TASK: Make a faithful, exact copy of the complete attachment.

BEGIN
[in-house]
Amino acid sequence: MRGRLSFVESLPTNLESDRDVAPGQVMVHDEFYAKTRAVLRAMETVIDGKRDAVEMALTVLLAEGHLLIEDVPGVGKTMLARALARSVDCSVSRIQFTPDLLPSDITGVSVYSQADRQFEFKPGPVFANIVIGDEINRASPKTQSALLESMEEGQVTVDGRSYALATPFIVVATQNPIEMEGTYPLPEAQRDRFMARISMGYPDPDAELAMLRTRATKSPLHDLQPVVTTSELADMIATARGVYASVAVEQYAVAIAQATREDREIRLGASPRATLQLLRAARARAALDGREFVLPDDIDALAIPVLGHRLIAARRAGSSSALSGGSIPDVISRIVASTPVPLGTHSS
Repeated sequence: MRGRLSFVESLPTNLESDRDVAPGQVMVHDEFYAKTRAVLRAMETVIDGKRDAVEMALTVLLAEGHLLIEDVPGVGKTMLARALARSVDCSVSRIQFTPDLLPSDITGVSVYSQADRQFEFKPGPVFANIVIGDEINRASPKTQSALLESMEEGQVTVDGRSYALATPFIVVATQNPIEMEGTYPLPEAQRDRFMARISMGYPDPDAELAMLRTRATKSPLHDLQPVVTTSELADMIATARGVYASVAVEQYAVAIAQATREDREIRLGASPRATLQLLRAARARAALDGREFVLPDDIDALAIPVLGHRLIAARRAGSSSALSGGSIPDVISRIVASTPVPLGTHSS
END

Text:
[in-house]
Amino acid sequence: MRGRLSFVESLPTNLESDRDVAPGQVMVHDEFYAKTRAVLRAMETVIDGKRDAVEMALTVLLAEGHLLIEDVPGVGKTMLARALARSVDCSVSRIQFTPDLLPSDITGVSVYSQADRQFEFKPGPVFANIVIGDEINRASPKTQSALLESMEEGQVTVDGRSYALATPFIVVATQNPIEMEGTYPLPEAQRDRFMARISMGYPDPDAELAMLRTRATKSPLHDLQPVVTTSELADMIATARGVYASVAVEQYAVAIAQATREDREIRLGASPRATLQLLRAARARAALDGREFVLPDDIDALAIPVLGHRLIAARRAGSSSALSGGSIPDVISRIVASTPVPLGTHSS
Repeated sequence: MRGRLSFVESLPTNLESDRDVAPGQVMVHDEFYAKTRAVLRAMETVIDGKRDAVEMALTVLLAEGHLLIEDVPGVGKTMLARALARSVDCSVSRIQFTPDLLPSDITGVSVYSQADRQFEFKPGPVFANIVIGDEINRASPKTQSALLESMEEGQVTVDGRSYALATPFIVVATQNPIEMEGTYPLPEAQRDRFMARISMGYPDPDAELAMLRTRATKSPLHDLQPVVTTSELADMIATARGVYASVAVEQYAVAIAQATREDREIRLGASPRATLQLLRAARARAALDGREFVLPDDIDALAIPVLGHRLIAARRAGSSSALSGGSIPDVISRIVASTPVPLGTHSS